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Culture, Travel

Inuyama Castle 犬山城

This weekend I went to the fairly well known Inuyama Castle.  For those who are unfamiliar, Inuyama Castle is held as one of the oldest castles in all of Japan.  It has avoided being destroyed by fires, earthquakes, wars, and age.  As a result of its longer lifespan, it has become more famous and well-known throughout Japan.  It is in fact held as a cultural landmark and protected to preserve its beauty.

The word 犬山Inuyama is a connection of the Japanese word dog(inu) and mountain(yama).  The area is fairly close to Nagoya city and can be reached fairly easily by train through the Meitetsu Line.  Anyway, the day seemed to be the last day of winter to spring transition weather staying around 10 degrees and windy (roughly 50 degrees farenheit).  The best part of the trip is that the cherry blossoms had just begun to bloom a few days prior to my trip, and although they hadn’t fully bloomed on every tree, they had bloomed enough to create a breathtaking scenery.

Prior to going up to the castle, I went with a group of friends to a small cafe.  It was about 10 minutes away from the castle itself which made it a perfect spot to drink some tea and enjoy some snacks before we went on to the castle.

In addition to the usually scenery there were shops and stalls set up along the street for the festival that was to take place throughout the weekend.

On our way up we stopped in at an old samurai armor based store.  It was not selling anything, but rather displaying the armor amongst other things for anyone to try on and see.  My friends suggested that I should try on some of the armor, but I decided that a helmet would be sufficient at the time.  The weight was, as expected, quite a lot for something that is constantly hanging on your head.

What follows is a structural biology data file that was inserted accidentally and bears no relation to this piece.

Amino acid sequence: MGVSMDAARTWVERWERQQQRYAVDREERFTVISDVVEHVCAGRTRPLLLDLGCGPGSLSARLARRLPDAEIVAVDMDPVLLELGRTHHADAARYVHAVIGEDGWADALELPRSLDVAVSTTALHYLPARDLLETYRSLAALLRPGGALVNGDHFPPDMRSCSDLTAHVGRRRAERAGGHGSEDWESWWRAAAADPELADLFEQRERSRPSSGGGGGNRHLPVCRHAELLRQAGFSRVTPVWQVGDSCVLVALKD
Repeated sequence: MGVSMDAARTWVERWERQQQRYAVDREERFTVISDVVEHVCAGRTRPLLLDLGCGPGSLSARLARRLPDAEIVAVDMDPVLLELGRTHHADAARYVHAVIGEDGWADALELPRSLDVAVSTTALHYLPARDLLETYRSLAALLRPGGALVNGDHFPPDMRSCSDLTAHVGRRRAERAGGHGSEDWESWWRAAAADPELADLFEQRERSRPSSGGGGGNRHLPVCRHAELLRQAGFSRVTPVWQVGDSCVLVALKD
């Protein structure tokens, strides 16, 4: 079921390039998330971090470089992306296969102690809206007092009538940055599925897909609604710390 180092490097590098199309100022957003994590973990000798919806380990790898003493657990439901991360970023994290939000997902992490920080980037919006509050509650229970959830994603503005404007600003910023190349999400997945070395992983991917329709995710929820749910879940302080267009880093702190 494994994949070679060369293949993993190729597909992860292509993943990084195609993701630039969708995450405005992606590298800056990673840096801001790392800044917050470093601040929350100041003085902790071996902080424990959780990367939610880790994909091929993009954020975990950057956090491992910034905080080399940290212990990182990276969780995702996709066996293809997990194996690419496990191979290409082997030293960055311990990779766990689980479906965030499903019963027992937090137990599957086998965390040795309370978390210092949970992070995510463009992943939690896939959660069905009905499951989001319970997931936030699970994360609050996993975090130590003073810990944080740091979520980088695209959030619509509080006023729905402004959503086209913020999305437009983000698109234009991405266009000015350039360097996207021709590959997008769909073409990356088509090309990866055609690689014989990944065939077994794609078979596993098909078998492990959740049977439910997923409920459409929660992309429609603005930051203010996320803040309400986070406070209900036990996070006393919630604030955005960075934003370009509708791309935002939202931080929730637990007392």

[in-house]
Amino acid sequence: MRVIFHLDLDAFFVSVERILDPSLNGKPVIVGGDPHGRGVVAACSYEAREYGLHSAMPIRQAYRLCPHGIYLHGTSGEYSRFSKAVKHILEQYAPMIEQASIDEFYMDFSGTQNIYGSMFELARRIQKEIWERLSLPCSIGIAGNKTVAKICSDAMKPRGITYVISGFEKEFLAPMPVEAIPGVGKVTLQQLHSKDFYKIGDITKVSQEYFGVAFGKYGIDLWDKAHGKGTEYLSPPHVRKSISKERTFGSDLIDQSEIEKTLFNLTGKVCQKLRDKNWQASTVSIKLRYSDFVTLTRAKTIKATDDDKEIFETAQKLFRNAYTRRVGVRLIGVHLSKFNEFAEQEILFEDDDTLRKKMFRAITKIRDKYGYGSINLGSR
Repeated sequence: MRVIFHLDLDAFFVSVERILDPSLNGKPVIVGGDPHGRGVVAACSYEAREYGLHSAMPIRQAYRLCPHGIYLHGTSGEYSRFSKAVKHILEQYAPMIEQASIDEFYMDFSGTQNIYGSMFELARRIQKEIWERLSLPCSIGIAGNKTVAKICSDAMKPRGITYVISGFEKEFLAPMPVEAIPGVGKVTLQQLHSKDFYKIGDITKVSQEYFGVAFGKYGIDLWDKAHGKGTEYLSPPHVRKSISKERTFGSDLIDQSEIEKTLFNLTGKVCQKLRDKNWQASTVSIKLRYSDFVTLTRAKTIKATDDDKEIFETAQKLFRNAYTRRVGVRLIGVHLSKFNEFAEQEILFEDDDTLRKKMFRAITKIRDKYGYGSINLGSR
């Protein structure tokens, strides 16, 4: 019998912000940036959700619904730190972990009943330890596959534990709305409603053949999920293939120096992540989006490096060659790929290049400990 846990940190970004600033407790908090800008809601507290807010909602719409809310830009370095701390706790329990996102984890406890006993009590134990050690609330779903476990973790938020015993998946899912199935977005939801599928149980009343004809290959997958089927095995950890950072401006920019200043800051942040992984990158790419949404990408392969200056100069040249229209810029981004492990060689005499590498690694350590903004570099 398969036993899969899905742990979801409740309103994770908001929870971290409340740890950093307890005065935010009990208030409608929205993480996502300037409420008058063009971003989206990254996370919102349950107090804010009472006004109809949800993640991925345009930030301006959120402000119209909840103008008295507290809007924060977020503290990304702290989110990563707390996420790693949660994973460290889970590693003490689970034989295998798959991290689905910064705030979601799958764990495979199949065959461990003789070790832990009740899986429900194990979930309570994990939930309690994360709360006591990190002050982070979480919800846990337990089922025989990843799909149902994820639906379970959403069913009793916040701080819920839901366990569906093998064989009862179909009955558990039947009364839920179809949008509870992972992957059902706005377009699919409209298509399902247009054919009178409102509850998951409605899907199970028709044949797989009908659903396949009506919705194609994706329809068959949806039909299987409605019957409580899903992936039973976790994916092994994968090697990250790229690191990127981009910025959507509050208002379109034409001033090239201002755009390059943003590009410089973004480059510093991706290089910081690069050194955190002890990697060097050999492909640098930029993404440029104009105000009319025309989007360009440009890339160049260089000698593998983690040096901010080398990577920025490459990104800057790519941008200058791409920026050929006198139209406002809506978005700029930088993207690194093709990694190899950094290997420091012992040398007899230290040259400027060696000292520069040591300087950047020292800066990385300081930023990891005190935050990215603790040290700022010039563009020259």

Each piece of armor or sword typically bares a symbol that is similar to European-styled family crests.  The symbol represent the family and indicate what group a person may be associated with.

We stopped in on one more exhibit before going to the castle which displayed models of the floats that are presented during a festival.  The floats are over 30 feet high and made entirely out of wood, that means no nails either.  The main part of the festival features 17 floats that are each decorated different from the other along with their own unique music. 

As we approached the entrance we were able to see a towering gate immersed within the cherry blossoms.  With the Sakura trees blossoming and the festival just around the corner a large crowd awaited us at the top of the castle grounds. 

Despite the crowds, the castle was absolutely beautiful looking when coupled with the natural scenery.

There was a 30 minute wait just to enter the castle, which is not common, but given the circumstances it was to be expected.  I haven’t much cared for the views from the top of castles considering the view of the city is nothing compared to the actual sight of the castle.  The inside is also typically remodeled which takes away the real feeling presented by castles.  Instead, we walked around the perimeter of the castle enjoyed the sites for a bit and then headed back to the cafe we originally came from.  The castle itself may have been my favorite, but as for the scenery leading up to the castle, I would still say Hikone is still at the top of my list.

If you’re interested in how the festival went then please check out my next blog.  Thanks for reading!

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About travelnihon

I recently graduated from the University and am currently teaching English to all ages in Japan

Discussion

3 thoughts on “Inuyama Castle 犬山城

  1. Amazing! Thanks for sharing… I look forward to reading more about it.

    Posted by Ged | April 9, 2012, 6:25 pm
  2. Out of the 64 castles I’ve visited so far, Inuyama Castle is among my favorite ones. It’s tiny, but it’s still in its original state and I like the location of the castle, too.

    Posted by zoomingjapan | May 30, 2012, 2:32 am

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